We recently had all of our marketing department complete Gallup’s CliftonStrengths survey, and shared the results with each other. It focuses on the importance of improving our strengths, not trying to eliminate our weaknesses. It’s also a wonderful exercise to work towards understanding the needs of our team at work.
Every internal communicator wants to create a healthy, efficient work environment for their team. This is not a throw-away goal, in fact, some would argue that is it the goal. It is not something to get done quickly and may take some time. Rather, it is one of the most important goals that a leader can work toward. When employees are receiving the care and respect that they need in the workplace, everything else will run much smoother. Thus, as a leader, it is up to you to understand your employees’ needs – or, in other words, the needs of your internal audience.
Long before your company ever gets an audience of customers, you will face your internal audience first: your employees, managers, and/or coworkers. Communication within the office team is extremely important. The goal is to understand how to best use the skills and talents that their employees bring to the table. And even more importantly, they can understand how to help each employee be comfortable, respected, and effective in the workplace.
Here are five steps to help you understand your internal audience’s needs
1. Ask thoughtful, specific questions.
The first step in a big project is always the hardest. Getting started may very well be the most difficult part about it. But, once you have gotten the ball rolling, that first hurdle is behind you. Remember that your employees may not volunteer information to help you out. You will have to take the initiative as you seek to better understand your internal audience.
The goal is to get your employees talking, and in order to do that, you must venture a few well-thought-out questions. This gives your employees a starting point, which will make it easier for them to open up about what they really think. Ask your employees how they think things are going. Do they think their skills are being used and appreciated? Do they think they are working together well? What do they think could be improved? These are the kind of questions that will spark healthy conversations and help you understand your internal audience better.
2. Give your internal audience the floor.
Once you have asked your questions, make sure to give your audience some room to breathe. Remember, the goal is to get your internal audience talking about their needs, desires, goals, and dreams, and they may feel uncomfortable curating that information with you around. When they are ready to share, it is up to you to listen with wide-open ears and no opinions. Encourage them to take as much time as they need to think through the questions and reply thoughtfully and truthfully. When they are ready to share, take notes and ask them to apply their thoughts to specific situations so that you can understand them better.
3. Be a humble leader.
To be a good leader, you need to be approachable and personable. It will be challenging to understand your employees’ needs if they feel unable to share their true feelings with you. As well, if you are open toward your internal audience, they will likely also be open toward you. Give your employees a chance to talk about their personal lives, and talk about your own personal life with your employees. Let them know you are a real person, with real feelings, frustrations, goals, and skills. You make mistakes, just like the rest of them. (Yet you are also ready to pick yourself up after a failure and keep on going!) Be enthusiastic and goal-oriented, but never be harsh or purposefully intimidating. Winning your employees confidence with kindness and humility will let them see this kind of attitude in you, and they will be far more likely to approach you with honesty.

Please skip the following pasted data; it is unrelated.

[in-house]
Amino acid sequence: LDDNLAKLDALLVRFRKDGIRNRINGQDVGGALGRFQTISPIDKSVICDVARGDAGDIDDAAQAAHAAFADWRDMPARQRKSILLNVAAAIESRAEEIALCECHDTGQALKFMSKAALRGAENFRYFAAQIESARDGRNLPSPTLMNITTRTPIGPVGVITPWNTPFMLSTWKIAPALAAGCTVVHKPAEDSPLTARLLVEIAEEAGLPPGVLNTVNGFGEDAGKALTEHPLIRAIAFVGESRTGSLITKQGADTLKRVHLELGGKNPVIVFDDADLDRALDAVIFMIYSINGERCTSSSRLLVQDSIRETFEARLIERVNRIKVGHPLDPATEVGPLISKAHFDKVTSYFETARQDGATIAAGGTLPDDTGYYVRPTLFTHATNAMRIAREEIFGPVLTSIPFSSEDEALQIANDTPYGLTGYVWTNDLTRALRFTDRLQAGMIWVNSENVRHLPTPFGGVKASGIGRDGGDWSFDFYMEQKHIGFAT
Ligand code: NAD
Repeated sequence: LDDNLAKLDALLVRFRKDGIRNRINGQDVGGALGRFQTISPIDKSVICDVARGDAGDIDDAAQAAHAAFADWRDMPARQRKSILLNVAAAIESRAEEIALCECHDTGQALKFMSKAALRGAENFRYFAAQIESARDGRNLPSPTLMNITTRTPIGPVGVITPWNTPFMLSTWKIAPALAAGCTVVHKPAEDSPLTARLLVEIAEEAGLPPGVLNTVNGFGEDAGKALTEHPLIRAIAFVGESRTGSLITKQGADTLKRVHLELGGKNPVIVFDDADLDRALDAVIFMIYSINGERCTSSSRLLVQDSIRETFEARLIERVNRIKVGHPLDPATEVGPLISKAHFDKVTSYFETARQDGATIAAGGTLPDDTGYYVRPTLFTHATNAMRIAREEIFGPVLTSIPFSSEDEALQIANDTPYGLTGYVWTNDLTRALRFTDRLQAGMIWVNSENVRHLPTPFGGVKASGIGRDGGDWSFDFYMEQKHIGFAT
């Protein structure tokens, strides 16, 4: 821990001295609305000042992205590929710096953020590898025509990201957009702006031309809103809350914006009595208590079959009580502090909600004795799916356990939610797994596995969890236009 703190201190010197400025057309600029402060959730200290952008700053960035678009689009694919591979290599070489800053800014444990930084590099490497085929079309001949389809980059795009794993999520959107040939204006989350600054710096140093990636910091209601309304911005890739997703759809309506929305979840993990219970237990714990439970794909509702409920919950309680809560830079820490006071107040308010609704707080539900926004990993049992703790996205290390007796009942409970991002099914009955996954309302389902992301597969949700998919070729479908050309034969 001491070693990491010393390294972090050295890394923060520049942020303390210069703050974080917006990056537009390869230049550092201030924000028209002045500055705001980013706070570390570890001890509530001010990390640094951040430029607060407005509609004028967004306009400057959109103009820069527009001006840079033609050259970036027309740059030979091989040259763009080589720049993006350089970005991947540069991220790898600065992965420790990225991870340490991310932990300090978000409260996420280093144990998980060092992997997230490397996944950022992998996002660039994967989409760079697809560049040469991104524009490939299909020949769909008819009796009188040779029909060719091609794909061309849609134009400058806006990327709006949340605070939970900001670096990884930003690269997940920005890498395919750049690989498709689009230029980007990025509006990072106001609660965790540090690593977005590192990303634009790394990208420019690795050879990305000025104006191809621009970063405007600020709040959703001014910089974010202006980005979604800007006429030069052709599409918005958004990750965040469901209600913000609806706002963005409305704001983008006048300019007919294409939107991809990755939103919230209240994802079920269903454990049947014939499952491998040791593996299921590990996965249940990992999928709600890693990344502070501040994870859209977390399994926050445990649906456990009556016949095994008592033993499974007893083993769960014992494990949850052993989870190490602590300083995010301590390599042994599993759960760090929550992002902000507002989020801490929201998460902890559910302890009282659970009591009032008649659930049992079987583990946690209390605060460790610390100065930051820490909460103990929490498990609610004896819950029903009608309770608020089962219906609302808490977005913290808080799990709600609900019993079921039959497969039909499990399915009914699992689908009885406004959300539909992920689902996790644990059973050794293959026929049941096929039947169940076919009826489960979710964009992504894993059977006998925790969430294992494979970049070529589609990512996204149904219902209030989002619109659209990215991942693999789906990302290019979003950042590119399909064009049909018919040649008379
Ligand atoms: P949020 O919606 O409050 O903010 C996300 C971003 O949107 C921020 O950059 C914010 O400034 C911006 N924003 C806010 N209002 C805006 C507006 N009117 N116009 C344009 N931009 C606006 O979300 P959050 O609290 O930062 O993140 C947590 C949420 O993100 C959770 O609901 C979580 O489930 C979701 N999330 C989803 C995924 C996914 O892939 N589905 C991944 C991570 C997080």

4. Make use of any tools available to you.
To be completely honest, being a leader can be exhausting. As you try to understand what your employees want and need from you, you might begin to feel signs of burnout. You might also be so eager to do a good job that you are trying to do everything yourself. No wonder you are tired! Thankfully, you can avoid exhaustion and burnout by making use of tools that can make your job easier.
For example, you can use intranet software that will expedite internal communications immensely! The more communication that is happening, the better you will be able to understand the needs of your team. And if you can do that without going to any more trouble than you have to, go for it! That way, you can expend your energy on solving the problems that your employees bring up and making the workplace a great place to be.
5. Remember: you are in this for the long haul.
Understanding your internal audience is a marathon, not a sprint. And in the end, slow and steady wins the race. This is not something that can be accomplished in a short period of time, so try not to take shortcuts or speed up the process somehow. Remember that it is just that – a process. Over time you will begin to understand your employees as a team once you begin to understand them individually. Figuring out each one’s own, unique personality and contribution to the company, and then figuring out how these unique people work together. As you embrace this learning process, you will be better able to help your team work together in the most efficient and beneficial way for all. Your goal is to help each team member use his or her skills to the best of her ability. Only when you dig deep enough do you strike the gold!
I have good news for you. You are not on your own! IC Thrive is here to help you every step of the way. If you have any questions or would like more information, please contact us and let your journey toward a happy, thriving workplace begin!